In a vast number of cases it appears certain that if children do not receive such instruction in the dayschool, they will be thrown upon the world in ignorance of this important branch of knowledge, at a time when they are not only susceptible of good impressions, but when they are also as susceptible of the attractions of vice.
No one can contemplate so deplorable a result without wishing to use every available effort to prevent it.
It seems, therefore, necessary that direct and systematic Moral teaching should form part of the day-school duties, and that no school duly fulfils its functions in which the proper place is not assigned to the subject in the scheme of school-work. The * Practical Moral Lesson Book' is intended to promote and facilitate the efforts of the Teacher in this direction.
Some works for the young have appeared whose authors have had special Moral teaching in view, but it is believed that there is no work similar in plan and scope to the Practical Moral Lesson Book.' In this book the endeavour has been made to give a regular series of lessons on those subjects included in the term Morals, and to present them
in as great a variety and attractive a guise as possible.
The Editor is conscious that an objection may be raised to this arrangement. It may be urged
. that the various duties of life are so intimately connected, that any attempt at a distinct division of them into parts or sections must be to some extent unsatisfactory.
In reply to this objection, he wishes to say that no claim is laid to a perfect arrangement of those duties. It has simply been attempted to connect and group together the most important of them, for the purpose of forming an intelligible plan for a series of practical lessons concerning them, in the hope that by such means they may be more clearly understood by the reader, and thus make a more lasting impression on his mind.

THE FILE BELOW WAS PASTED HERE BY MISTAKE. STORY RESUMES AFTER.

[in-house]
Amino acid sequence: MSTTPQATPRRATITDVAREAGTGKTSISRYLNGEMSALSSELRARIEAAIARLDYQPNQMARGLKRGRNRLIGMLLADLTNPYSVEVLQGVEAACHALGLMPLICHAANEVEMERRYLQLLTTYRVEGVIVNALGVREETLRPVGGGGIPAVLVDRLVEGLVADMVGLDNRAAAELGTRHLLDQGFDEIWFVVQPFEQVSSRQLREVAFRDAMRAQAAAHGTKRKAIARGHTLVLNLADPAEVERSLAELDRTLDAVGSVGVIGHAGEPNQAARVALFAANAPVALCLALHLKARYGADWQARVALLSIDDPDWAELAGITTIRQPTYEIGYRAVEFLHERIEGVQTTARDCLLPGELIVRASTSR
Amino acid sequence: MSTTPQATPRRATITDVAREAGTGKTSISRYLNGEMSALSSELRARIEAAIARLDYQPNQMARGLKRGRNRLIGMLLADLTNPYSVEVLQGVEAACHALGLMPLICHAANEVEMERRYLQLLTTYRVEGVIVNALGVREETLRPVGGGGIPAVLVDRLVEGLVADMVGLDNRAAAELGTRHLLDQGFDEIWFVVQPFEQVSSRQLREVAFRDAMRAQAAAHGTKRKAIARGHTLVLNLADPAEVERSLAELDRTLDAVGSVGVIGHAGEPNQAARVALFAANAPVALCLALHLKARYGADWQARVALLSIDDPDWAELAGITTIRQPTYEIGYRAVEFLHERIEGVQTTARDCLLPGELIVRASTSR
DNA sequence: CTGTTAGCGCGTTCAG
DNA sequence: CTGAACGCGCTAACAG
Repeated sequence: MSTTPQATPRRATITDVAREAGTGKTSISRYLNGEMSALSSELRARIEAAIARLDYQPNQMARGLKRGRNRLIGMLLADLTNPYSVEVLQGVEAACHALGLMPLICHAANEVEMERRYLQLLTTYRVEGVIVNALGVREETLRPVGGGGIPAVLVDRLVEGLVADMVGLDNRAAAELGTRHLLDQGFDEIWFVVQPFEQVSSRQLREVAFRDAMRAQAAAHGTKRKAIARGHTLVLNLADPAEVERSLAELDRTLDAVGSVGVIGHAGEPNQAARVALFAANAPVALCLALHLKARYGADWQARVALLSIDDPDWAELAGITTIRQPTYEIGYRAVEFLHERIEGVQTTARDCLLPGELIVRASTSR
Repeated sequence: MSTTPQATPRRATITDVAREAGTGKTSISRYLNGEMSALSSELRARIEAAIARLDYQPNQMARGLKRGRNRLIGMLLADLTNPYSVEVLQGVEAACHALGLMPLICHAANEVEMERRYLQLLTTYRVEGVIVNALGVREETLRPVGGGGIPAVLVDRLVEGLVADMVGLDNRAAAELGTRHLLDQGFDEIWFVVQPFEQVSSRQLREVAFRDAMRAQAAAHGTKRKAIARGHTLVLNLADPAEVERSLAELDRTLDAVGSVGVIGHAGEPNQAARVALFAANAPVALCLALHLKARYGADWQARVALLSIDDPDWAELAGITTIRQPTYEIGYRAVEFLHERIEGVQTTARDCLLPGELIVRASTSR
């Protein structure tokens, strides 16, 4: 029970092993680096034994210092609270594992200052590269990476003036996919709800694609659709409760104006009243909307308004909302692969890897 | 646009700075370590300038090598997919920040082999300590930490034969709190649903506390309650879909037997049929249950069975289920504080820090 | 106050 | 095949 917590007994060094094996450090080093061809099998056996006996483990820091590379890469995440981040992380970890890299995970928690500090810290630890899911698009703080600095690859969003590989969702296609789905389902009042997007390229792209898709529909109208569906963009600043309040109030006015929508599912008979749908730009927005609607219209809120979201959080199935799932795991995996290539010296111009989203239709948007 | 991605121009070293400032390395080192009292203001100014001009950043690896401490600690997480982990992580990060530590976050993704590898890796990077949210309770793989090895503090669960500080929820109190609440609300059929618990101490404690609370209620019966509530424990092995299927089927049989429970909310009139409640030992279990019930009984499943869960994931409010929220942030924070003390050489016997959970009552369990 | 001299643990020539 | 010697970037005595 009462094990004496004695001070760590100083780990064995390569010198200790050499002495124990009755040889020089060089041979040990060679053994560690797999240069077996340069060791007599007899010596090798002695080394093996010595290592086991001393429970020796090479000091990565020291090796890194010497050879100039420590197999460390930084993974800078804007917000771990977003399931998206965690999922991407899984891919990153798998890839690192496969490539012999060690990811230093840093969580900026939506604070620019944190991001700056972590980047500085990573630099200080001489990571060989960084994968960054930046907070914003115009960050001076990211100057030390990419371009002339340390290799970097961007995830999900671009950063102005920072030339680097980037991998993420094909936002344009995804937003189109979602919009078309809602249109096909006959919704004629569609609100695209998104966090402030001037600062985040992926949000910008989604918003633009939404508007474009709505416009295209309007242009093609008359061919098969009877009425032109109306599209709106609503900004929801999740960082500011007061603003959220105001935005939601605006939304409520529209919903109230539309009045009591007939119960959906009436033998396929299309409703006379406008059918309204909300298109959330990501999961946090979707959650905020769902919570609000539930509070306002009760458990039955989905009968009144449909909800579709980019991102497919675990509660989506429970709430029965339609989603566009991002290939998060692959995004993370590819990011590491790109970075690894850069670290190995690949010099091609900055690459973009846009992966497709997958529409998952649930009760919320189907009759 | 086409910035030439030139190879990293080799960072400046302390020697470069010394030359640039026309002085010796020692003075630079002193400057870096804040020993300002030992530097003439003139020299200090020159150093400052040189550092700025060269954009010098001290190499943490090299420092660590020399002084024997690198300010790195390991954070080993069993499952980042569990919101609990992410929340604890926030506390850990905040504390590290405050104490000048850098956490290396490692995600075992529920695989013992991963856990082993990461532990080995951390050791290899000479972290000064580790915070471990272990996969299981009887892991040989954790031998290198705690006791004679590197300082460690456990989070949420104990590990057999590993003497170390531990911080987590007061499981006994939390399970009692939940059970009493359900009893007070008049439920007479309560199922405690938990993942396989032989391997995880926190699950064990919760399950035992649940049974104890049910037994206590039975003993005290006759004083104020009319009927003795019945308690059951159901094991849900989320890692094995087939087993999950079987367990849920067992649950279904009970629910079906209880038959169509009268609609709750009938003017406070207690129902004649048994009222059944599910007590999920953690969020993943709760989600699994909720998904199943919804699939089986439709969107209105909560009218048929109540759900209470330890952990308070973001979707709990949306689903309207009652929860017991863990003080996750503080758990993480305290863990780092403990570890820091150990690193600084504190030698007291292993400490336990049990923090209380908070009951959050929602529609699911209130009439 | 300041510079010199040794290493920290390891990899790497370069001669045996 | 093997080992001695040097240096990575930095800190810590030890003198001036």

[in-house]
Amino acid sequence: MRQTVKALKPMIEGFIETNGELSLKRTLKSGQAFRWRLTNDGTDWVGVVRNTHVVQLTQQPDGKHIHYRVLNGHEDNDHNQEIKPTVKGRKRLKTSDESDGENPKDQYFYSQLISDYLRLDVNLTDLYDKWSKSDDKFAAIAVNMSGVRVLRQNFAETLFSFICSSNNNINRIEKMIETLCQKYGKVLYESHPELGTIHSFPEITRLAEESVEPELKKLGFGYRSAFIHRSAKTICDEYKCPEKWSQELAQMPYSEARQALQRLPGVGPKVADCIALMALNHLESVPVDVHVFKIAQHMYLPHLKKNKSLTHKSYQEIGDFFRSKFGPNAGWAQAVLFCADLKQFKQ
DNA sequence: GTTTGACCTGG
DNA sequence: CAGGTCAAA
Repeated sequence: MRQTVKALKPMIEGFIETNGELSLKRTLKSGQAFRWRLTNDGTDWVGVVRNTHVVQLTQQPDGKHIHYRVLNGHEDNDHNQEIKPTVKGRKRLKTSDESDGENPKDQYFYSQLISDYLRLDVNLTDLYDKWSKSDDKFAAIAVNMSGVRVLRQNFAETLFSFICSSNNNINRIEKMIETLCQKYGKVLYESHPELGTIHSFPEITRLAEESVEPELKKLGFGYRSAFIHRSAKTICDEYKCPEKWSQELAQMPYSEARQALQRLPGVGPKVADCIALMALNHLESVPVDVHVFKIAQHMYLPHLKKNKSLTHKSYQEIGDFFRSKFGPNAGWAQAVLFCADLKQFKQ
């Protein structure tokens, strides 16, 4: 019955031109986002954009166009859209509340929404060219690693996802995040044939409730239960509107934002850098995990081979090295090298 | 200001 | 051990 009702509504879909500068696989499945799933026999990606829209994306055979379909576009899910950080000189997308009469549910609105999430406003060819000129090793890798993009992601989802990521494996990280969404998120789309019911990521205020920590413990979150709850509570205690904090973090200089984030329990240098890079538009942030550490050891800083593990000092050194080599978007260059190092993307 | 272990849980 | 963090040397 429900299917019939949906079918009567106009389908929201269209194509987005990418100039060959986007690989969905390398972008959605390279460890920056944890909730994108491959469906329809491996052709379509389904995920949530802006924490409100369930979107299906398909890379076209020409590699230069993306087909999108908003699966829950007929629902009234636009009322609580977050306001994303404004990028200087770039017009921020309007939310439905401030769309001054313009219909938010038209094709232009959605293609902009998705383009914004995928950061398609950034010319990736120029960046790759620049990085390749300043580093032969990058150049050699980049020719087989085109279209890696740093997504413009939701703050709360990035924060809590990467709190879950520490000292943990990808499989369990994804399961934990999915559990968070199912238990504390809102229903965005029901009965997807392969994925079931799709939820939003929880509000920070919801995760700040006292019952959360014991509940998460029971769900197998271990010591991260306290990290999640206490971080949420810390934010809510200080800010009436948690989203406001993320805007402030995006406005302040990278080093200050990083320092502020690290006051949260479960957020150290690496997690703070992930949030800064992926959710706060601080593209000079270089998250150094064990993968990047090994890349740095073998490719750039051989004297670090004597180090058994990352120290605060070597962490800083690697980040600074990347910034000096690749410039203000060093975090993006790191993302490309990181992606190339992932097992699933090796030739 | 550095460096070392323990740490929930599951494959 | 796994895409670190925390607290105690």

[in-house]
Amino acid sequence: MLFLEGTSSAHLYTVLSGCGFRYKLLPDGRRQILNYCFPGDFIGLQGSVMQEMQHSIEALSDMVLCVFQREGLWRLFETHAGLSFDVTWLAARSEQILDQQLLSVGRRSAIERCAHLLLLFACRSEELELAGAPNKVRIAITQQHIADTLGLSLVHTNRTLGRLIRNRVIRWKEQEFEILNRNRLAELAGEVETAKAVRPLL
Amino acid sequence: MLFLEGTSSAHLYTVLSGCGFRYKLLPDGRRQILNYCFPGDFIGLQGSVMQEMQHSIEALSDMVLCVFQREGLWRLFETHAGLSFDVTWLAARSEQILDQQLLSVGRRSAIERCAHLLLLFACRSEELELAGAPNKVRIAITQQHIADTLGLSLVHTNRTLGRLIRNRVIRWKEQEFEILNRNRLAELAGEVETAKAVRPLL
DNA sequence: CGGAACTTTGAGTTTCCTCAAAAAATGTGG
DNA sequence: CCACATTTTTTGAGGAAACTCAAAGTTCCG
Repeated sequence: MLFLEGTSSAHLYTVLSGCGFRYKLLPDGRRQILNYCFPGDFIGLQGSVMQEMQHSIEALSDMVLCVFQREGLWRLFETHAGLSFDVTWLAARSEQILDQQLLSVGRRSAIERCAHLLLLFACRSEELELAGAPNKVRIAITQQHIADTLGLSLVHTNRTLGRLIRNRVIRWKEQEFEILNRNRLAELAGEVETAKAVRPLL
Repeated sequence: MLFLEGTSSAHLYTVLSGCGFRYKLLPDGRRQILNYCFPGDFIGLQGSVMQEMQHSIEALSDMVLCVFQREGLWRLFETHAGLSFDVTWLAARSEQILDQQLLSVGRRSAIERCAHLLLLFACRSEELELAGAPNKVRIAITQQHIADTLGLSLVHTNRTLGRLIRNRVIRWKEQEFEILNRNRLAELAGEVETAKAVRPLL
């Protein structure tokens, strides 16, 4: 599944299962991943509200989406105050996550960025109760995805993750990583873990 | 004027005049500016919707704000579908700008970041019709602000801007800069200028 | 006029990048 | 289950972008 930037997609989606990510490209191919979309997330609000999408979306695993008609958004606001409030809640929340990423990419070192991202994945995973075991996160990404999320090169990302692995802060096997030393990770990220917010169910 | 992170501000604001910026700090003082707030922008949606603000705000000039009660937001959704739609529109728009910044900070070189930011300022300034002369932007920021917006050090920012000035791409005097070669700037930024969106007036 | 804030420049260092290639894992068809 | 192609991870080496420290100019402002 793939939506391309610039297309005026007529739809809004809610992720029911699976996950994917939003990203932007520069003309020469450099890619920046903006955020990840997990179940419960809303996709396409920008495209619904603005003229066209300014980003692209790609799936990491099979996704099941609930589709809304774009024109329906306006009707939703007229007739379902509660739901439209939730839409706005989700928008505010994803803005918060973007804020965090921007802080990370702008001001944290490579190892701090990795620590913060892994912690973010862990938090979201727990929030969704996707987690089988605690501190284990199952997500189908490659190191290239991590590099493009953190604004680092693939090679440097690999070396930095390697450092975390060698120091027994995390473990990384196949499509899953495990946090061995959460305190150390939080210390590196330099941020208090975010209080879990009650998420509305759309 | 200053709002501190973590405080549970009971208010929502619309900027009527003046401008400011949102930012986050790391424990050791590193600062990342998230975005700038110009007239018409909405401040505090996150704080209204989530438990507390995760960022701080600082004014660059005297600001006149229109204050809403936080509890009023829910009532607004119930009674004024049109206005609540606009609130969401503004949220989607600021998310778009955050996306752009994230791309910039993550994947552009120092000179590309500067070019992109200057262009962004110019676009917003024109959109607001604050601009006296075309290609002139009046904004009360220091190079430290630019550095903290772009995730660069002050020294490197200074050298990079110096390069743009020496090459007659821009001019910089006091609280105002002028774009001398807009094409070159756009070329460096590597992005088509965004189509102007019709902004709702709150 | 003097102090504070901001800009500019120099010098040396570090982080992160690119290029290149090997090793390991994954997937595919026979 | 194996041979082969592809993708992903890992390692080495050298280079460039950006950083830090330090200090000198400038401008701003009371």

The Editor, therefore, presents the present volume, the Second Part of the First Book. This part treats more particularly of those subjects which may be classed under the duties men owe to the mind, as the first treats of the duties concerning the body. Care has been taken so to adapt the lessons on these subjects as to avoid, as far as possible, the use of technical terms, the introduction of which too often gives to a subject really as interesting as it is important a dry and repulsive aspect. The attempt has, therefore, been made to produce
readable lessons, which, it is hoped, may be found interesting as well as instructive to those for whom they are intended.
The work is divided into three books, and will be published in four volumes.
FIRST BOOK (In Two Parts).
THE DUTIES MEN OWE TO THEMSELVES.
"He that ruleth his spirit is better than he that taketh a city. If thou be wise, thou shalt be wise for thyself.'
Part 1.-Of Duties concerning the Body.
THE DUTIES MEN OWE TO ONE ANOTHER.
«Whatsoever ye would that men should do unto you, do ye even so unto them.'
THE DUTIES MEN OWE TO GOD.
Let us hear the conclusion of the whole matter.
Fear God, and keep His commandments; for this is the whole duty of man. This is His commandment, that we should believe on the name of His Son Jesus Christ, and love one another.'